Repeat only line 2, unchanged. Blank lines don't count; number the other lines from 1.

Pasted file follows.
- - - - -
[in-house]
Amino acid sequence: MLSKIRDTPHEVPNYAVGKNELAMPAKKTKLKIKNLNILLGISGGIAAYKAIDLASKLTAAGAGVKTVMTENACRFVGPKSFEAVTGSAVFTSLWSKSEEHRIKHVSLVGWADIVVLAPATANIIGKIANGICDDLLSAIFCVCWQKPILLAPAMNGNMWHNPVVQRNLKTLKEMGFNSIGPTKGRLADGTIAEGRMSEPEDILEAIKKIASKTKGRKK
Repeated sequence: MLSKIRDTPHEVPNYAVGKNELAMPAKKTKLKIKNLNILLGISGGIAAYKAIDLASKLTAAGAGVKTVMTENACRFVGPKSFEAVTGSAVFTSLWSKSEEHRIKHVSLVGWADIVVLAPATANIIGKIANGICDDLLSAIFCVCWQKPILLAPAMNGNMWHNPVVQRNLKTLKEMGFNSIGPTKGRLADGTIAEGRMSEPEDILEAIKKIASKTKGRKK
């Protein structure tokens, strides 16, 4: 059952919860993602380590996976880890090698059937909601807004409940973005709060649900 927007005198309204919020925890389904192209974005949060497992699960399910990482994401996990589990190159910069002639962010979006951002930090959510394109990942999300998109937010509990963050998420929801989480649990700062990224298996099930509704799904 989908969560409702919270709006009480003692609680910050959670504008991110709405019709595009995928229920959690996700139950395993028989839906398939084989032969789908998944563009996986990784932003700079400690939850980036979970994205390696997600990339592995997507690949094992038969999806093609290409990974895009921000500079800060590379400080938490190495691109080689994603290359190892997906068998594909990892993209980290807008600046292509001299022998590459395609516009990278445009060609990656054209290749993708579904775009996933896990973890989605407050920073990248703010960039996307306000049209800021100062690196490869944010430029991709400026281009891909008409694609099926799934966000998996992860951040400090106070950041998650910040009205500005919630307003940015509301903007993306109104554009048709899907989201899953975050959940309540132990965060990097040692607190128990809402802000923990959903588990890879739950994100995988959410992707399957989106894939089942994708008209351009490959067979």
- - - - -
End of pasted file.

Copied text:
Amino acid sequence: MLSKIRDTPHEVPNYAVGKNELAMPAKKTKLKIKNLNILLGISGGIAAYKAIDLASKLTAAGAGVKTVMTENACRFVGPKSFEAVTGSAVFTSLWSKSEEHRIKHVSLVGWADIVVLAPATANIIGKIANGICDDLLSAIFCVCWQKPILLAPAMNGNMWHNPVVQRNLKTLKEMGFNSIGPTKGRLADGTIAEGRMSEPEDILEAIKKIASKTKGRKK